The telegrams came in by the hundreds on May 1, 1930, to the remote Burgess farmhouse in Maryland, where Mother Jones lived out her final days. Almost none have survived. One that does is from John Fitzpatrick, the head of the Chicago Federation of Labor.
Courtesy Saul Schniderman
"The hundreds of thousands of trade unionists affiliated with the Chicago Federation of Labor through its officers sends greetings to you on this the hunredth anniversary of your birthday coupled wit the sincere hope that the labor movement in general and Chicago in particular may enjoy your inspirational spirit for another century of still greater progress," Fitzpatrick wrote.
In her response, she thanked him for their many years of comradeship, and signed her letter, "Yours for justice."
Mother Jones had claimed May Day as her birthday, no doubt reveling in her own little mission to keep the memory of the day alive. Indeed, she felt she had been reborn to what she referred to as “a happy life” in the struggle.
This was not the first time John Fitzpatrick had sent Jones a telegram for her birthday. Another that survives is the one he sent to her in Mexico in 1921, when she was being feted for her support of the Mexican Revolution. She responded to Fitzpatrick by noting the connections with Chicago's labor heroes in the strong workers movement in the town of Orizaba, a manufacturing city. There, she noted, the workers displayed a banner of the Chicago Haymarket martyrs, giving it equal footing to the new national banner.
Had such a banner been displayed in Chicago, she said, “every one of them would have been put in jail.” Notably, the "tribute paid to that banner as it entered that hall was the most remarkable demonstration I had witnessed in all my years in the industrial conflict,” and more remarkable was the absence of police at a large meeting, given their regular presence at labor demonstrations in the U.S.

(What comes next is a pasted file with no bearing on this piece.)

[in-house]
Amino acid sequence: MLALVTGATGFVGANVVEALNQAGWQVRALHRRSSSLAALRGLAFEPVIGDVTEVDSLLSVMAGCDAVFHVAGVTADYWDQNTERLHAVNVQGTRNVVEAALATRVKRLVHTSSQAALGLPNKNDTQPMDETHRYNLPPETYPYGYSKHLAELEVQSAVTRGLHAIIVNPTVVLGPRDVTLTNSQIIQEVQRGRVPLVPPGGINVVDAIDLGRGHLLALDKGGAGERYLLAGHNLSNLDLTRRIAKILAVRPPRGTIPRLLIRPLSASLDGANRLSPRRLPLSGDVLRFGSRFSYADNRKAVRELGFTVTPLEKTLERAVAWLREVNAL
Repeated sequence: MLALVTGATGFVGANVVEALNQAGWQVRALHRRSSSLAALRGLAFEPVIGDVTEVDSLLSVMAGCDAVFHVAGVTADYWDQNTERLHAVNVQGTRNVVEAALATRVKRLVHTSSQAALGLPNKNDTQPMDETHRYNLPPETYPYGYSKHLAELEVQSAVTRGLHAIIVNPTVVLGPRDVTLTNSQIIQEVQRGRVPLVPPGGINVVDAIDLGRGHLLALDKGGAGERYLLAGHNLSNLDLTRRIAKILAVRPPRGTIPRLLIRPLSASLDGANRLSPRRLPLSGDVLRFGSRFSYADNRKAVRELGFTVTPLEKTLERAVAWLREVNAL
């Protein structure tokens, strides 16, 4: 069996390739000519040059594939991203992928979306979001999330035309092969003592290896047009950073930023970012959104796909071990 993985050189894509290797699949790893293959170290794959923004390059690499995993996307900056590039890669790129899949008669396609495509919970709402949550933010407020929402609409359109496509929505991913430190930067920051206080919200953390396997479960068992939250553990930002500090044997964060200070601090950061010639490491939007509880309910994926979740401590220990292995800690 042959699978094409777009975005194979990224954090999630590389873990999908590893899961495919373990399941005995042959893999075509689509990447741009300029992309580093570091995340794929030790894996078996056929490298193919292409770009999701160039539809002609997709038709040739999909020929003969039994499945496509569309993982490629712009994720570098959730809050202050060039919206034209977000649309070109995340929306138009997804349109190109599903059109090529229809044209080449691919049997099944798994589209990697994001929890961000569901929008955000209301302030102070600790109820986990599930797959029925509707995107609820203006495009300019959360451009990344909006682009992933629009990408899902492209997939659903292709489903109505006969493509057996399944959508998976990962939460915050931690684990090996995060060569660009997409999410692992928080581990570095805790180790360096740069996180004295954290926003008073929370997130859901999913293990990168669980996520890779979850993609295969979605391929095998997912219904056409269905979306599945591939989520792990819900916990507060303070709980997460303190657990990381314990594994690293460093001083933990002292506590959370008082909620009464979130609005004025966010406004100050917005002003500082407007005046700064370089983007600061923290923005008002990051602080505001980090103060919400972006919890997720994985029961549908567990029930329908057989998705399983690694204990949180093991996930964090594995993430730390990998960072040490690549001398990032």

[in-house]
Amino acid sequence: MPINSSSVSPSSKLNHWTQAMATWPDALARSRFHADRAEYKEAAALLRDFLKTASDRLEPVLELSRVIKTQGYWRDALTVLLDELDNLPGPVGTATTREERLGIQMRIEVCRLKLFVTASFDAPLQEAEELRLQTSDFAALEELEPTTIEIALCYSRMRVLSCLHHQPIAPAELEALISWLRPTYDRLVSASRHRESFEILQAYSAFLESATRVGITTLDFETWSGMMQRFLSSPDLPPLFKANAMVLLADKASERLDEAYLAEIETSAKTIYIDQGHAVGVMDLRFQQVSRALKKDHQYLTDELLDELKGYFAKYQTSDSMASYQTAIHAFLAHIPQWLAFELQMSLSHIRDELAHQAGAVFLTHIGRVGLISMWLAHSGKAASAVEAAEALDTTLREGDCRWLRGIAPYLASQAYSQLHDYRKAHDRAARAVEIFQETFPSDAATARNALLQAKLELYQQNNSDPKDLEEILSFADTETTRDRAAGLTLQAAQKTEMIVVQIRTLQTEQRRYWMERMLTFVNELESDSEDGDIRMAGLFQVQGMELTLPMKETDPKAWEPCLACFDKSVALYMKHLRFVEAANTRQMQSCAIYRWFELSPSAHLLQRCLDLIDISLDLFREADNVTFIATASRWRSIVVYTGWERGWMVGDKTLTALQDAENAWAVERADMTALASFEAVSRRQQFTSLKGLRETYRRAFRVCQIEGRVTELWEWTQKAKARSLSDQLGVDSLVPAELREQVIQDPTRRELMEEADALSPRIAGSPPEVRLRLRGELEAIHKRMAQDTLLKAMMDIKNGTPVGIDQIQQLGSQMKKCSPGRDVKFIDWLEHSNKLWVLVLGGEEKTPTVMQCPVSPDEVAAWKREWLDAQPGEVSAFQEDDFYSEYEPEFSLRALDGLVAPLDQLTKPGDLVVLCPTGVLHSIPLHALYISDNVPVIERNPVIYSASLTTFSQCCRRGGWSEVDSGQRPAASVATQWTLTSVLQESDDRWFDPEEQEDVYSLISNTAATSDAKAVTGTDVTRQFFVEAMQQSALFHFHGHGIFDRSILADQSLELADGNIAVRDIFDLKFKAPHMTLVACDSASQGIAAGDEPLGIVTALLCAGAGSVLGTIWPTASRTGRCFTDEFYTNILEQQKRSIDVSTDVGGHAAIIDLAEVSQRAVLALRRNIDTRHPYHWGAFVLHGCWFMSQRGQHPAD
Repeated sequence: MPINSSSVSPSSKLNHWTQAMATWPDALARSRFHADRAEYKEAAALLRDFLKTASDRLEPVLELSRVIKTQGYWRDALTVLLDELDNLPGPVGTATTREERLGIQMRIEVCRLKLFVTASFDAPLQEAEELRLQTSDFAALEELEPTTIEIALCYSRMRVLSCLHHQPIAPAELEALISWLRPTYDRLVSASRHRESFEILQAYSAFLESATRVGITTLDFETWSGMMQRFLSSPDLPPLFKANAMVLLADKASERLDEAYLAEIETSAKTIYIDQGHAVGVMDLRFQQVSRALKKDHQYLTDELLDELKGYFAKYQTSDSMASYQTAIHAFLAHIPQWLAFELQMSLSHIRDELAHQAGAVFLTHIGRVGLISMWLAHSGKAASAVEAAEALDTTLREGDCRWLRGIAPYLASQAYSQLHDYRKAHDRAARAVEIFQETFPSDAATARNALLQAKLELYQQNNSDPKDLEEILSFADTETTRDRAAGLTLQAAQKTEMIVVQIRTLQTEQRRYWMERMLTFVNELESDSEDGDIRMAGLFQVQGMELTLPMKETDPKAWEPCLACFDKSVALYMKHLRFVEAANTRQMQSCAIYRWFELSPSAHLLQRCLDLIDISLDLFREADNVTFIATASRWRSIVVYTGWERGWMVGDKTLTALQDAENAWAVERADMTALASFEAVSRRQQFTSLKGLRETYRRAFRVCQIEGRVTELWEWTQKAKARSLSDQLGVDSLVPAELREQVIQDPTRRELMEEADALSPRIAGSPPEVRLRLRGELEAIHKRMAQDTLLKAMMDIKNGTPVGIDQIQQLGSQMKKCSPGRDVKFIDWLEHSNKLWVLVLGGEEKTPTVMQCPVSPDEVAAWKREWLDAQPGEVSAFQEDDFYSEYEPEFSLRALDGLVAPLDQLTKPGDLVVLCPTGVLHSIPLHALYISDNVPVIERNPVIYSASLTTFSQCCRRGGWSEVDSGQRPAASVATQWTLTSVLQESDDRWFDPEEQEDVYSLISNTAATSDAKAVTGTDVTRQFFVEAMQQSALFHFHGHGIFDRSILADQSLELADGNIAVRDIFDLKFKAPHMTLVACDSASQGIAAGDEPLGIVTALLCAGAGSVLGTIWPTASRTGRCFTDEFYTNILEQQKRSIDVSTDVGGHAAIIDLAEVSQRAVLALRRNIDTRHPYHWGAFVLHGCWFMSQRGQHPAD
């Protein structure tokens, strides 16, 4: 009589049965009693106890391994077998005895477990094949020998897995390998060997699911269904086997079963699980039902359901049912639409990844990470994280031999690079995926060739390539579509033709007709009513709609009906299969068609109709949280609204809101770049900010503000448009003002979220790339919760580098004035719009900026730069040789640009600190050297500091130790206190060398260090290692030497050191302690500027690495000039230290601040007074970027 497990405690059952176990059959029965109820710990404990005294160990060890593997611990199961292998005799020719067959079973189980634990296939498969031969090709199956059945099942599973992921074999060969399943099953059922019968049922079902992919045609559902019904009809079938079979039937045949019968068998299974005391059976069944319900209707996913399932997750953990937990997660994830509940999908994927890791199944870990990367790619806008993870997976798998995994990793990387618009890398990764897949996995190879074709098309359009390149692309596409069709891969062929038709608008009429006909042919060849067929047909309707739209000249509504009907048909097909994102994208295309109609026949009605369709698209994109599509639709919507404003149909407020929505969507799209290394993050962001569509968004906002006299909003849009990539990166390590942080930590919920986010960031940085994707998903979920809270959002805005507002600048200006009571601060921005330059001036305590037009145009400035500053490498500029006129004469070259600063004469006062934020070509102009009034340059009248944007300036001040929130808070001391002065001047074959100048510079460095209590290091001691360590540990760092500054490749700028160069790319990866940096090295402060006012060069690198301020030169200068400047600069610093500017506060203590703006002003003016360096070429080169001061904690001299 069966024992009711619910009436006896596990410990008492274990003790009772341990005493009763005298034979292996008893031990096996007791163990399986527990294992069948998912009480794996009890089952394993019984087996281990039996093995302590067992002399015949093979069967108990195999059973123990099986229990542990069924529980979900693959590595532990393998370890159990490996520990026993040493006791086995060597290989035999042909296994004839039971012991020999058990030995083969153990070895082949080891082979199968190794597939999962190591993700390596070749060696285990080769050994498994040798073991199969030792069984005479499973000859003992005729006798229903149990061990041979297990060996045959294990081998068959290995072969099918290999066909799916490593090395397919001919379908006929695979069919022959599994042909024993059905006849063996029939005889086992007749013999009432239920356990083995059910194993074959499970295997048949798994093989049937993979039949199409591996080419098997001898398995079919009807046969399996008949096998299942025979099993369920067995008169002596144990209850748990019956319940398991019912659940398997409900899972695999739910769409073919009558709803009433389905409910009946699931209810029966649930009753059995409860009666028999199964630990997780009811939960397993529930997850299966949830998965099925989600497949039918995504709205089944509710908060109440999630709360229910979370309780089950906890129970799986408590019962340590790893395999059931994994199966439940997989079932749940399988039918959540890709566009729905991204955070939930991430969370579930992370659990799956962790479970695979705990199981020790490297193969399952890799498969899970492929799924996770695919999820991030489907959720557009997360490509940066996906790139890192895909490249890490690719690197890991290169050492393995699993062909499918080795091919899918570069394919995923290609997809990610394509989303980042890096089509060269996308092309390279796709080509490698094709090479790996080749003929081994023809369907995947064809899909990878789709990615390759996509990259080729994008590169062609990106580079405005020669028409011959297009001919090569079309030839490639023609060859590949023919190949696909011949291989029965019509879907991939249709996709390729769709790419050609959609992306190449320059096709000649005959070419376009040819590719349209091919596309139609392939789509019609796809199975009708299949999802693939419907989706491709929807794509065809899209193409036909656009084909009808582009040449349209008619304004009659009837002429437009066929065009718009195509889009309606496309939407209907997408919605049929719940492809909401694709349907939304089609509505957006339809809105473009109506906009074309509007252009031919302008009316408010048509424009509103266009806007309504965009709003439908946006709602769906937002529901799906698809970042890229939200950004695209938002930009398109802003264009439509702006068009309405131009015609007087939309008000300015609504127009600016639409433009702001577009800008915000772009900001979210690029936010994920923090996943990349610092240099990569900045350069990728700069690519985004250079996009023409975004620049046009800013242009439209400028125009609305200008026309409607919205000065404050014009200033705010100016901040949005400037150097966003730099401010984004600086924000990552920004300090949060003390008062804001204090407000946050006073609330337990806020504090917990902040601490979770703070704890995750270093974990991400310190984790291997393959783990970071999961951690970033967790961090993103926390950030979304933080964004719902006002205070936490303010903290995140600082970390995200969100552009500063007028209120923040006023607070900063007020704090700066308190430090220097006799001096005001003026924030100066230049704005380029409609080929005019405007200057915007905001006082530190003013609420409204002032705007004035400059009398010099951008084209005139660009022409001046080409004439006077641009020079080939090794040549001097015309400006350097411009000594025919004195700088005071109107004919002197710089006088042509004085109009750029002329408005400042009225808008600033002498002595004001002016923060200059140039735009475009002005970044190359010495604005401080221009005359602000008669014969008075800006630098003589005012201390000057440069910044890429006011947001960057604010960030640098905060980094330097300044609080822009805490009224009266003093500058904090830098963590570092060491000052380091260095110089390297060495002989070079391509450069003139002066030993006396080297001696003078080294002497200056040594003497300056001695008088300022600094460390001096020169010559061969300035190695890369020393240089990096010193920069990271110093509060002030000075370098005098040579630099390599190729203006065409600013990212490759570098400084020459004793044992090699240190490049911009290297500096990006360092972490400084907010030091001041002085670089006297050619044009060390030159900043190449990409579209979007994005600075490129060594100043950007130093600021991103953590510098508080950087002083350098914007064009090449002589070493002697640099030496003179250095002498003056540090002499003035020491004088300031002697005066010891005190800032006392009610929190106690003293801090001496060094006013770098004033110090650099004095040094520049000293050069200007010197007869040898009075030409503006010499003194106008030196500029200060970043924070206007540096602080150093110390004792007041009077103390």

The celebration for her 100th in 1930 was originally planned for Chicago, and it was going to be the biggest birthday party ever held in the city. But pneumonia struck before the celebration and made a trip impossible. So instead, Fitzpatrick sent Secretary-Treasurer Ed Nockles as the official representative to the Burgess Farm. (You can learn about that celebration here.)
Mother Jones likely did not know who would make it to the remote farmhouse, especially in the wake of the economic panic and hard times. She and her caregiver, Lilian Burgess, were stunned themselves with the deluge, as hundreds of people did arrive in addition to telegrams. The newsreel cameras turned on, but until I produced the short film on Mother Jones in 2007, no biographer had access to the full statement that survived in the long interview.
“You know, I’ve been called a Bolshevik, a red, a radical, an IWW, and I admit to being all they’ve charged me with. I’m ANYTHING that would change this moneyed civilization into a higher and grander civilization for the ages to come. And I long to see the day when Labor has the destination of the nation in her own hands, and she will stand a united force, and show the world what the workers can do.”
That was a statement curated for May Day, still so relevant for our time. For her it harkened to a trail of spilled blood and high ambition for the future, just as Fitzpatrick's telegram suggested that she was a touchstone for Chicago.
In true form, Mother Jones greeted the the unemployed army of young and old, Black and white who came for her birthday with equal accord to the labor and government officials. such as head of the American Federation of Labor According to Mrs. Burgess, Mother Jones was fine with letting the dignitaries wait in line as she greeted these unemployed workers who had walked all the way from an unemployed conference in Washington, D.C.